Millions of dragonflies migrate thousands of kilometers across the Indian Ocean from southern India to Africa, reports the BBC.
The migration may be the longest of any insect, exceeding that the Monarch butterfly the moves 7000 kilometers (km) between Mexico and the United States, says Charles Anderson, the author of the study, which is published in the Journal of Tropical Ecology.
Anderson kept detailed records of dragonflies arriving in the Maldives, a chain of islands that lie 500 to 1000 km off the coast of Southern India. He found their dates of arrival across the islands show a steady movement from north to south. The insects, which flight at altitudes up to 6300 meters (20,475 feet), end up as far south as Mozambique, in Southern Africa, before returning to India, a round trip of 14,000 to 18,000 km.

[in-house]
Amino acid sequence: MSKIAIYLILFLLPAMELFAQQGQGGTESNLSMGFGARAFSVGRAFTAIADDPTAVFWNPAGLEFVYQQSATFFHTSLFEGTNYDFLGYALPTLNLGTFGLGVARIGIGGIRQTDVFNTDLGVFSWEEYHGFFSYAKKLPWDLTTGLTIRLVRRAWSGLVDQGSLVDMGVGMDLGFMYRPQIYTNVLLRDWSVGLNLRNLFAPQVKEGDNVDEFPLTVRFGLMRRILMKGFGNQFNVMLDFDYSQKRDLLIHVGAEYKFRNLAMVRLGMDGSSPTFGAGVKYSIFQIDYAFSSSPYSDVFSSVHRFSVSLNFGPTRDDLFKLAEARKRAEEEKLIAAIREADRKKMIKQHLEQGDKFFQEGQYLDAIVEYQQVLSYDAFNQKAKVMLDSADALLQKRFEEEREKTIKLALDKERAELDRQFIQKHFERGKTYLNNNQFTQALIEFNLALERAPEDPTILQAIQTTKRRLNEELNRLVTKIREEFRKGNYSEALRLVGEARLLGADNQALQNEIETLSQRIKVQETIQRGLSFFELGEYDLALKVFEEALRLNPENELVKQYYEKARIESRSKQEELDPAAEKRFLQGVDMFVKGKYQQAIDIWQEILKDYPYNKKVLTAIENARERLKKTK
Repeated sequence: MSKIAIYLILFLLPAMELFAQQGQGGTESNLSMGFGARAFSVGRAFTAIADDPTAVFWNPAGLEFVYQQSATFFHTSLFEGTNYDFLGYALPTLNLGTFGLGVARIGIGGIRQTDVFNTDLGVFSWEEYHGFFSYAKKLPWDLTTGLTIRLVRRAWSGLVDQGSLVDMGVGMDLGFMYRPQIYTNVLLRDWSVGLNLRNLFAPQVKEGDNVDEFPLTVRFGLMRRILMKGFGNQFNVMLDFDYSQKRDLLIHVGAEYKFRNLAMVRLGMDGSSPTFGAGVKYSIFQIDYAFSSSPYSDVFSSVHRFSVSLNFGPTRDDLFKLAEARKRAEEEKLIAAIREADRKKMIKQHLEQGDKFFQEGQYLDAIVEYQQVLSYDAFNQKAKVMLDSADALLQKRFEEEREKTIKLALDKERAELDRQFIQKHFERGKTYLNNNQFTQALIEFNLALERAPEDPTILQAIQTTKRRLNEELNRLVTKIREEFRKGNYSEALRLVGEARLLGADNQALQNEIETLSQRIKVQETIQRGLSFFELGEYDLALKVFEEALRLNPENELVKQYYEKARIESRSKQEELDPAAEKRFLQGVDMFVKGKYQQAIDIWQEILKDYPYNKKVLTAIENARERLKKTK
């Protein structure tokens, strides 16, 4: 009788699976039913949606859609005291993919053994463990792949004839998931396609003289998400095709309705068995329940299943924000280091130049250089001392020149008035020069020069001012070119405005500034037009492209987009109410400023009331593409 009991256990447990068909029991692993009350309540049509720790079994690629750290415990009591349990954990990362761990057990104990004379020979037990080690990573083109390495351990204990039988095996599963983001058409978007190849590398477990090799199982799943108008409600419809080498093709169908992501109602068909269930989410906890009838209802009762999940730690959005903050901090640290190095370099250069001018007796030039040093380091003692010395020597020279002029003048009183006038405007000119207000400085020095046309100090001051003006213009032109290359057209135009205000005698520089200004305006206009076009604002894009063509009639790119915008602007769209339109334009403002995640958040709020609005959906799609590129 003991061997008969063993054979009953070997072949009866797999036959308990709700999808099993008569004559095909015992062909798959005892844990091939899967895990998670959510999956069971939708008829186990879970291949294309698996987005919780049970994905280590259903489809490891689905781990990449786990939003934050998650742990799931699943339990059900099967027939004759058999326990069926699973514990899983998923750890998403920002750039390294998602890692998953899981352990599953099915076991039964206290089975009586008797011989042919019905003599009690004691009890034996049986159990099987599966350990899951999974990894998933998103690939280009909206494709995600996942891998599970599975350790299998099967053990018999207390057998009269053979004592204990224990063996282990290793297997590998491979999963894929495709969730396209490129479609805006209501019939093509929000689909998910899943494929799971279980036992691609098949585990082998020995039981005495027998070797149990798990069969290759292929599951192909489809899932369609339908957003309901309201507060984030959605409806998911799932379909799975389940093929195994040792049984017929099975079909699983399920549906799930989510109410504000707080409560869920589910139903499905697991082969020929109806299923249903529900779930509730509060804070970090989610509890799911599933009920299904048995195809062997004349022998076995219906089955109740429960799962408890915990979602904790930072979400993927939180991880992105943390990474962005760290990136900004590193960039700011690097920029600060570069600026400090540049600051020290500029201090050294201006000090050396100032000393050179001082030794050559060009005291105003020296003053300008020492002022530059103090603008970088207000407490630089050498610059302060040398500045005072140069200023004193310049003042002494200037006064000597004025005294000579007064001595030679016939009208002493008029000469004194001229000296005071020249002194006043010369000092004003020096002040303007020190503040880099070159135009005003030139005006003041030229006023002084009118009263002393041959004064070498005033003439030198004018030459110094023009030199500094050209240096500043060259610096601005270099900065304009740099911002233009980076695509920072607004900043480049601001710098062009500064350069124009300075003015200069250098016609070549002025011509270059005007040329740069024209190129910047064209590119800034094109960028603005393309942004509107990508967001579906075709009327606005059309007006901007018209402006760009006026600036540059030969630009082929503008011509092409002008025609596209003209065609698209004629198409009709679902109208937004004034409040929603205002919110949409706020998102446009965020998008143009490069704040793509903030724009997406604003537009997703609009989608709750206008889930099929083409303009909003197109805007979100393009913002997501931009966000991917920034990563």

The dragonflies appear to follow the Inter-tropical Convergence Zone weather system, taking advantage of rain puddles to breed. Maldivians, the people who inhabit the Maldives, "consider the dragonflies' arrival to be a harbinger of the north-east monsoon," according to the BBC.
Anderson told BBC that bird species seem to overlap with the dragonflies, suggesting they feed on the insects as they travel.
Over 98% of the dragonflies found in the Maldives are Globe skimmers (Pantala flavescens), although Pale-spotted emperors (Anax guttatus), Vagrant emperors (A. ephippiger), Twisters (Tholymis tillarga) and Blue perchers (Diplacodes trivialis) are also known to occur on the islands.
R. Charles Anderson. Do dragonflies migrate across the western Indian Ocean? Journal of Tropical Ecology, Volume 25, Issue 04, July 2009